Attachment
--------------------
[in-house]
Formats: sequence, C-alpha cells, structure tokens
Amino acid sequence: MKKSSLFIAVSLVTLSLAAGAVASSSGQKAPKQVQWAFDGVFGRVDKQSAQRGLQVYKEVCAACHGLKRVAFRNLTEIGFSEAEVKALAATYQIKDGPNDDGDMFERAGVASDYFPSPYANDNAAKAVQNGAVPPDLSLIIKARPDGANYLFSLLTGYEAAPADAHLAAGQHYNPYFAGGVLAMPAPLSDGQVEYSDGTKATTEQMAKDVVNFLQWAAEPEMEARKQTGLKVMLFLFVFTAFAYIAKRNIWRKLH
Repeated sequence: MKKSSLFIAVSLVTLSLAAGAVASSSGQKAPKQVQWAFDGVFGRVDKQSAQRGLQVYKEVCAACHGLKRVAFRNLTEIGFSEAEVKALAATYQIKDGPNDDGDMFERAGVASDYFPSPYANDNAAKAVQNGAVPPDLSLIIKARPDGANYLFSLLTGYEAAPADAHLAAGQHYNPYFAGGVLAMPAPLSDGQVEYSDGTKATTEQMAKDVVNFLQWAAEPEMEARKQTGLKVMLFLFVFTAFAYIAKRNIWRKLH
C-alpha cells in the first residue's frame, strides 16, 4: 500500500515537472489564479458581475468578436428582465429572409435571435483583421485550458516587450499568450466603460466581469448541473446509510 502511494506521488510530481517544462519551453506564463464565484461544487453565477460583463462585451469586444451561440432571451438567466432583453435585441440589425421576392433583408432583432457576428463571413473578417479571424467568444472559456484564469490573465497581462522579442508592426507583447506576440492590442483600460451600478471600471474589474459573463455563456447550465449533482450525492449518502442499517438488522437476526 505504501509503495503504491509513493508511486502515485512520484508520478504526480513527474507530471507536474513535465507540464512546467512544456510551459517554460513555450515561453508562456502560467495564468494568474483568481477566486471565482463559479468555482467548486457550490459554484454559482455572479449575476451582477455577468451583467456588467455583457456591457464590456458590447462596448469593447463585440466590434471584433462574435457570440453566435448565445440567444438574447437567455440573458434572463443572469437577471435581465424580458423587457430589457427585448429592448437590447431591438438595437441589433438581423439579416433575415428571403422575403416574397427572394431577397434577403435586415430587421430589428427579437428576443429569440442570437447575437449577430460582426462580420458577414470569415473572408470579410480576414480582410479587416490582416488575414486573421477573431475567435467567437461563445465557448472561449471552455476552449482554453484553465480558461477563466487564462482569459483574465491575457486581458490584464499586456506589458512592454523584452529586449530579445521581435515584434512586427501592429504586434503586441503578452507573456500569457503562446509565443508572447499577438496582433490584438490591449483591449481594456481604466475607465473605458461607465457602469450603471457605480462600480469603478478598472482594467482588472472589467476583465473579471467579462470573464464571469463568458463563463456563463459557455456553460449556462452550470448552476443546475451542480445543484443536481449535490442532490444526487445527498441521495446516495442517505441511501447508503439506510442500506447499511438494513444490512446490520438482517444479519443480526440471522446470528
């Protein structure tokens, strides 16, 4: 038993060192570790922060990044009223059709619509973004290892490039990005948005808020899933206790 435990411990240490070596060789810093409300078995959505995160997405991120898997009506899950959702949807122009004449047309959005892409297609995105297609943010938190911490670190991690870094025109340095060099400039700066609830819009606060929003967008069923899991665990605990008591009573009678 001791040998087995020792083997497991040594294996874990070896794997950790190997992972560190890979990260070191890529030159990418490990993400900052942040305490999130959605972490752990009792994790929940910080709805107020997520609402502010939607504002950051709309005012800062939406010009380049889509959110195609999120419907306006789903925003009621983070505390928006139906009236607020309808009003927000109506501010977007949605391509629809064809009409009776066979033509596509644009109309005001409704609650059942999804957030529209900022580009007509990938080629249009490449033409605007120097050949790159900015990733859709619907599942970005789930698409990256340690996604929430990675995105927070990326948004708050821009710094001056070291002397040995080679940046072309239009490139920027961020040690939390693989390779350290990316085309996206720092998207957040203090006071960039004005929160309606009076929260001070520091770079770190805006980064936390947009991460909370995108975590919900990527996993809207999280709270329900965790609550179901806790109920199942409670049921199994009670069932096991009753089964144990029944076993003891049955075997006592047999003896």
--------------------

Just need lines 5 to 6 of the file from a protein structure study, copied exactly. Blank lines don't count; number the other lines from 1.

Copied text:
C-alpha cells in the first residue's frame, strides 16, 4: 500500500515537472489564479458581475468578436428582465429572409435571435483583421485550458516587450499568450466603460466581469448541473446509510 502511494506521488510530481517544462519551453506564463464565484461544487453565477460583463462585451469586444451561440432571451438567466432583453435585441440589425421576392433583408432583432457576428463571413473578417479571424467568444472559456484564469490573465497581462522579442508592426507583447506576440492590442483600460451600478471600471474589474459573463455563456447550465449533482450525492449518502442499517438488522437476526 505504501509503495503504491509513493508511486502515485512520484508520478504526480513527474507530471507536474513535465507540464512546467512544456510551459517554460513555450515561453508562456502560467495564468494568474483568481477566486471565482463559479468555482467548486457550490459554484454559482455572479449575476451582477455577468451583467456588467455583457456591457464590456458590447462596448469593447463585440466590434471584433462574435457570440453566435448565445440567444438574447437567455440573458434572463443572469437577471435581465424580458423587457430589457427585448429592448437590447431591438438595437441589433438581423439579416433575415428571403422575403416574397427572394431577397434577403435586415430587421430589428427579437428576443429569440442570437447575437449577430460582426462580420458577414470569415473572408470579410480576414480582410479587416490582416488575414486573421477573431475567435467567437461563445465557448472561449471552455476552449482554453484553465480558461477563466487564462482569459483574465491575457486581458490584464499586456506589458512592454523584452529586449530579445521581435515584434512586427501592429504586434503586441503578452507573456500569457503562446509565443508572447499577438496582433490584438490591449483591449481594456481604466475607465473605458461607465457602469450603471457605480462600480469603478478598472482594467482588472472589467476583465473579471467579462470573464464571469463568458463563463456563463459557455456553460449556462452550470448552476443546475451542480445543484443536481449535490442532490444526487445527498441521495446516495442517505441511501447508503439506510442500506447499511438494513444490512446490520438482517444479519443480526440471522446470528
């Protein structure tokens, strides 16, 4: 038993060192570790922060990044009223059709619509973004290892490039990005948005808020899933206790 435990411990240490070596060789810093409300078995959505995160997405991120898997009506899950959702949807122009004449047309959005892409297609995105297609943010938190911490670190991690870094025109340095060099400039700066609830819009606060929003967008069923899991665990605990008591009573009678 001791040998087995020792083997497991040594294996874990070896794997950790190997992972560190890979990260070191890529030159990418490990993400900052942040305490999130959605972490752990009792994790929940910080709805107020997520609402502010939607504002950051709309005012800062939406010009380049889509959110195609999120419907306006789903925003009621983070505390928006139906009236607020309808009003927000109506501010977007949605391509629809064809009409009776066979033509596509644009109309005001409704609650059942999804957030529209900022580009007509990938080629249009490449033409605007120097050949790159900015990733859709619907599942970005789930698409990256340690996604929430990675995105927070990326948004708050821009710094001056070291002397040995080679940046072309239009490139920027961020040690939390693989390779350290990316085309996206720092998207957040203090006071960039004005929160309606009076929260001070520091770079770190805006980064936390947009991460909370995108975590919900990527996993809207999280709270329900965790609550179901806790109920199942409670049921199994009670069932096991009753089964144990029944076993003891049955075997006592047999003896």